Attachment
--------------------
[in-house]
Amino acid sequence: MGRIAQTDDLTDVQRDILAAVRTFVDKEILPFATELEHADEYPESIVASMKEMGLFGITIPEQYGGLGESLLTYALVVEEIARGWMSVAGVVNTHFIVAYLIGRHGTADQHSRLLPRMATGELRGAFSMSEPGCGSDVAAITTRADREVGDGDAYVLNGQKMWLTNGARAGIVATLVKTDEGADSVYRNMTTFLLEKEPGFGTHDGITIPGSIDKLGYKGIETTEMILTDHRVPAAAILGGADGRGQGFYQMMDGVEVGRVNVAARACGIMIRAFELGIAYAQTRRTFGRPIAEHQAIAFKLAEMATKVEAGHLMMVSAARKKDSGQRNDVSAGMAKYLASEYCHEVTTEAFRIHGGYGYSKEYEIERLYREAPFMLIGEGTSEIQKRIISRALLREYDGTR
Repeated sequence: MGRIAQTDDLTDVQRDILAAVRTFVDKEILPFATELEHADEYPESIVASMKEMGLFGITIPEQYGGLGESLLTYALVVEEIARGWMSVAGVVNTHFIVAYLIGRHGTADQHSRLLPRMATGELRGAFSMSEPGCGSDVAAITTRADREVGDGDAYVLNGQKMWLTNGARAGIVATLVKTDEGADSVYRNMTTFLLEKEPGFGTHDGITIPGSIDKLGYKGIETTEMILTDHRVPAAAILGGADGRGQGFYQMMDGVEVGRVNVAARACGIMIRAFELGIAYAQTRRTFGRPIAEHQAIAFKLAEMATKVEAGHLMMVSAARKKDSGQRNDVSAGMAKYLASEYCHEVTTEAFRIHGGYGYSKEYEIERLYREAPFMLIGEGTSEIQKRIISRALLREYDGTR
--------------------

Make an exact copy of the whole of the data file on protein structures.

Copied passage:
[in-house]
Amino acid sequence: MGRIAQTDDLTDVQRDILAAVRTFVDKEILPFATELEHADEYPESIVASMKEMGLFGITIPEQYGGLGESLLTYALVVEEIARGWMSVAGVVNTHFIVAYLIGRHGTADQHSRLLPRMATGELRGAFSMSEPGCGSDVAAITTRADREVGDGDAYVLNGQKMWLTNGARAGIVATLVKTDEGADSVYRNMTTFLLEKEPGFGTHDGITIPGSIDKLGYKGIETTEMILTDHRVPAAAILGGADGRGQGFYQMMDGVEVGRVNVAARACGIMIRAFELGIAYAQTRRTFGRPIAEHQAIAFKLAEMATKVEAGHLMMVSAARKKDSGQRNDVSAGMAKYLASEYCHEVTTEAFRIHGGYGYSKEYEIERLYREAPFMLIGEGTSEIQKRIISRALLREYDGTR
Repeated sequence: MGRIAQTDDLTDVQRDILAAVRTFVDKEILPFATELEHADEYPESIVASMKEMGLFGITIPEQYGGLGESLLTYALVVEEIARGWMSVAGVVNTHFIVAYLIGRHGTADQHSRLLPRMATGELRGAFSMSEPGCGSDVAAITTRADREVGDGDAYVLNGQKMWLTNGARAGIVATLVKTDEGADSVYRNMTTFLLEKEPGFGTHDGITIPGSIDKLGYKGIETTEMILTDHRVPAAAILGGADGRGQGFYQMMDGVEVGRVNVAARACGIMIRAFELGIAYAQTRRTFGRPIAEHQAIAFKLAEMATKVEAGHLMMVSAARKKDSGQRNDVSAGMAKYLASEYCHEVTTEAFRIHGGYGYSKEYEIERLYREAPFMLIGEGTSEIQKRIISRALLREYDGTR